Sustainability Terms Explained: Composting
According to new research, almost half of the food waste found in the average rubbish bin could have been composted. Yet composting is an inexpensive, easy way to recycle organic waste – and it has a whole host of other benefits. So what does the process actually involve, and how is it done?
What is composting?
Composting is a natural process for recycling organic materials. Essentially anything that grows can be composted, from fruit to coffee filters – and although these products will all eventually decompose over time, composting speeds up the process by providing an ideal environment for bacteria.
What are the benefits?
First and foremost, there are huge environmental benefits. By composting instead of throwing things in the bin, you’re allowing waste to return naturally to the earth instead of going to landfill. According to Recycle Now, doing so at home for a year can save global warming gases equivalent to all the CO2 your kettle produces annually.
Composting will also benefit your garden, as compost (decayed organic matter) can be used as a nutrient-rich food product for soil. It can help improve soil structure, maintain moisture levels and ensure its pH is kept in balance – reducing the need for chemical fertilisers.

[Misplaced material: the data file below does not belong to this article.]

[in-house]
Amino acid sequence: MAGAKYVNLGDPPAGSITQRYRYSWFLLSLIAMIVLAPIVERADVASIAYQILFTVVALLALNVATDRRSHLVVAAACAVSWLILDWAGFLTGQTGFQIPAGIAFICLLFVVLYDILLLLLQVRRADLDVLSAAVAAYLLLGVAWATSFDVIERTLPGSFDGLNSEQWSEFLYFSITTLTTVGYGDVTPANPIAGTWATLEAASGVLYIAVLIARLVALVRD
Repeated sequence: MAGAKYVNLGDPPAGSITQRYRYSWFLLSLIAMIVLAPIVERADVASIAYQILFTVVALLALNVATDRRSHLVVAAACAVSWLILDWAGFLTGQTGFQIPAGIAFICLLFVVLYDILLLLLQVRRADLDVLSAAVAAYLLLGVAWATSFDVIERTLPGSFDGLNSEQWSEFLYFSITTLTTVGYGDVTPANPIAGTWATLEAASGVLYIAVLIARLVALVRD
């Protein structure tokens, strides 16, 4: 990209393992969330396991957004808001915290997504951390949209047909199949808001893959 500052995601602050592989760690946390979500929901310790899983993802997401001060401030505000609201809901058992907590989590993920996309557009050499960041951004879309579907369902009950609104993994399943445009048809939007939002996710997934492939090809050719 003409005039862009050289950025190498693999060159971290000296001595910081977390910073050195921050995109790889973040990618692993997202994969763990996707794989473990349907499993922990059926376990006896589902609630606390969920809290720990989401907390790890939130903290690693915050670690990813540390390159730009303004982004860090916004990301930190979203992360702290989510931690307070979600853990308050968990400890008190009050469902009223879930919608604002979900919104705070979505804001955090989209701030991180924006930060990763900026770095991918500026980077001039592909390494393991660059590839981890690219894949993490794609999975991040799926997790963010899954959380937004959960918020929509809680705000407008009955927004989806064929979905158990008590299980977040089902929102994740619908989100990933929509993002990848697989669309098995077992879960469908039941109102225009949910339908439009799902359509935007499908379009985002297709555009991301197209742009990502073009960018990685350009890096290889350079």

How do I compost?
Begin by investing in a compost bin, or by simply creating a heap. The RHS recommends placing it in light shade, and ideally directly in the soil to allow drainage. If you have to compost on a hard surface, add a spadeful of soil to the bin or heap.
In terms of what to put in it, aim for between 25 and 50 per cent soft green materials, such as vegetable kitchen waste or grass clippings. The rest should be woody brown material like paper, cardboard or wood chippings (more on this below). It’s also advised to avoid having one material dominate the heap. Once a month, the RHS recommends turning the heap to introduce air. You should water the pile regularly, but don’t add to much water as this can result in rotting.
What can be composted?
You can separate compostable products into two main categories: nitrogen-rich waste (green) and carbon-rich waste (brown). Here are some ideas.
- Grass clippings
- Annual weeds
- Nettle leaves
- Fruit and veg peelings
- Paper/newspaper (loosely scrunched up)
- Paper towels
- Cooked food
- Raw meat
- Diseased plants
- Dairy products
- Anything containing oil, fat or grease
When your compost is ready, you’ll have a soil-like layer at the bottom of your bin, which can be spread across your flowerbeds.
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